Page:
The first day of school holds a certain kind of magic – the anticipation, the fresh beginning, the promise. It is a day filled with symbolic significance for students from kindergarten to college. In Minnesota, this first day of school occurs in September and has at times conflicted with the Jewish high holidays, forcing students, staff, and faculty to choose between their religious practice and the symbolic start of their education.
Over the past decade, more school districts have begun to recognize non-Christian faith holidays as they plan their academic calendars. These changes and the shifting respect for other religions and cultures didn’t happen overnight, but rather have played out over a decades-long struggle for minority visibility and understanding.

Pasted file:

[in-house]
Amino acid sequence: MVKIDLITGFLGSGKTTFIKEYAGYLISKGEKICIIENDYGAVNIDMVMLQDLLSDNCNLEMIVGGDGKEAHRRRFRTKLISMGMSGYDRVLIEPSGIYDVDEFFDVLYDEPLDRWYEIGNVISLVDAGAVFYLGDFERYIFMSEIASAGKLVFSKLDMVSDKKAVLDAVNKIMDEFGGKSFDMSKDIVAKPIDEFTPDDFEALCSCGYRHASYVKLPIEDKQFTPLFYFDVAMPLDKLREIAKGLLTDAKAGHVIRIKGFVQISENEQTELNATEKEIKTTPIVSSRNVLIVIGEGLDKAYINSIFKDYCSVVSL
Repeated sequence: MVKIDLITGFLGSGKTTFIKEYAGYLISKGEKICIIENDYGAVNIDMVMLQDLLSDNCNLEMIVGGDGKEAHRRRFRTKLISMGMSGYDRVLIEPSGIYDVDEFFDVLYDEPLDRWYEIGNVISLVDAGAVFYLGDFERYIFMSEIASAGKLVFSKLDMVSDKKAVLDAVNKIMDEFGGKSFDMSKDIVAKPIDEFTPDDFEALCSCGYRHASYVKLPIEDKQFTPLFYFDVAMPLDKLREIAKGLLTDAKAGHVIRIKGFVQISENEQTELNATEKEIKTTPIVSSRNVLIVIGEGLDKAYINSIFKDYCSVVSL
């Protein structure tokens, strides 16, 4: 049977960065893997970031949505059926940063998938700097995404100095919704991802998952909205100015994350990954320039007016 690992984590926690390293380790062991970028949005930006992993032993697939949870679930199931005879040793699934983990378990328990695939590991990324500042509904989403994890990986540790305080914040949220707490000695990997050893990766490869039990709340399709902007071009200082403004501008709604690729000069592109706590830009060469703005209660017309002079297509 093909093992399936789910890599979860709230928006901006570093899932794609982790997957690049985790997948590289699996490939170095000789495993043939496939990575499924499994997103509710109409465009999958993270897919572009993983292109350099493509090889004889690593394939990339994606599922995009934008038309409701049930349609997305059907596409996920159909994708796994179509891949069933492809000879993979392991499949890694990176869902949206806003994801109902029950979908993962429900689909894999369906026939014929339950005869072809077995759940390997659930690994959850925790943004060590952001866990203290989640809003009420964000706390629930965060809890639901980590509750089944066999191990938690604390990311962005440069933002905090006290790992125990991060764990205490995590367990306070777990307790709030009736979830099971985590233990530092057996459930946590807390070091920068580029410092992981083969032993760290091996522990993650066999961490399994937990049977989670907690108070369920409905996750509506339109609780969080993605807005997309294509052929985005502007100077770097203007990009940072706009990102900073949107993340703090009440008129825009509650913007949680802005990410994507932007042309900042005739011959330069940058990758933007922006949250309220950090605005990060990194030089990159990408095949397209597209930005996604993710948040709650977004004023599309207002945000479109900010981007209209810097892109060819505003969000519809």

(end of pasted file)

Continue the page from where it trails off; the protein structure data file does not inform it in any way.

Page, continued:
This exhibit examines the history of Jewish community members working with local school districts to make space for Jewish Minnesotans to practice their religion without conflict.
The exhibit is presented by the Berman Upper Midwest Jewish Archives at the University of Minnesota.
What: Symbolic Significance: Tracing the History of Jewish High Holidays and the First Day of School, presented by the Berman Upper Midwest Jewish Archives
When: Aug. 21, 2023 through Jan. 30, 2024
Where: Elmer L. Andersen Library, Third Floor | Open during library hours (9 a.m. to 5 p.m. on Monday, Tuesday, and Friday; and 9 a.m. to 7 p.m. on Wednesday and Thursday) | Parking & directions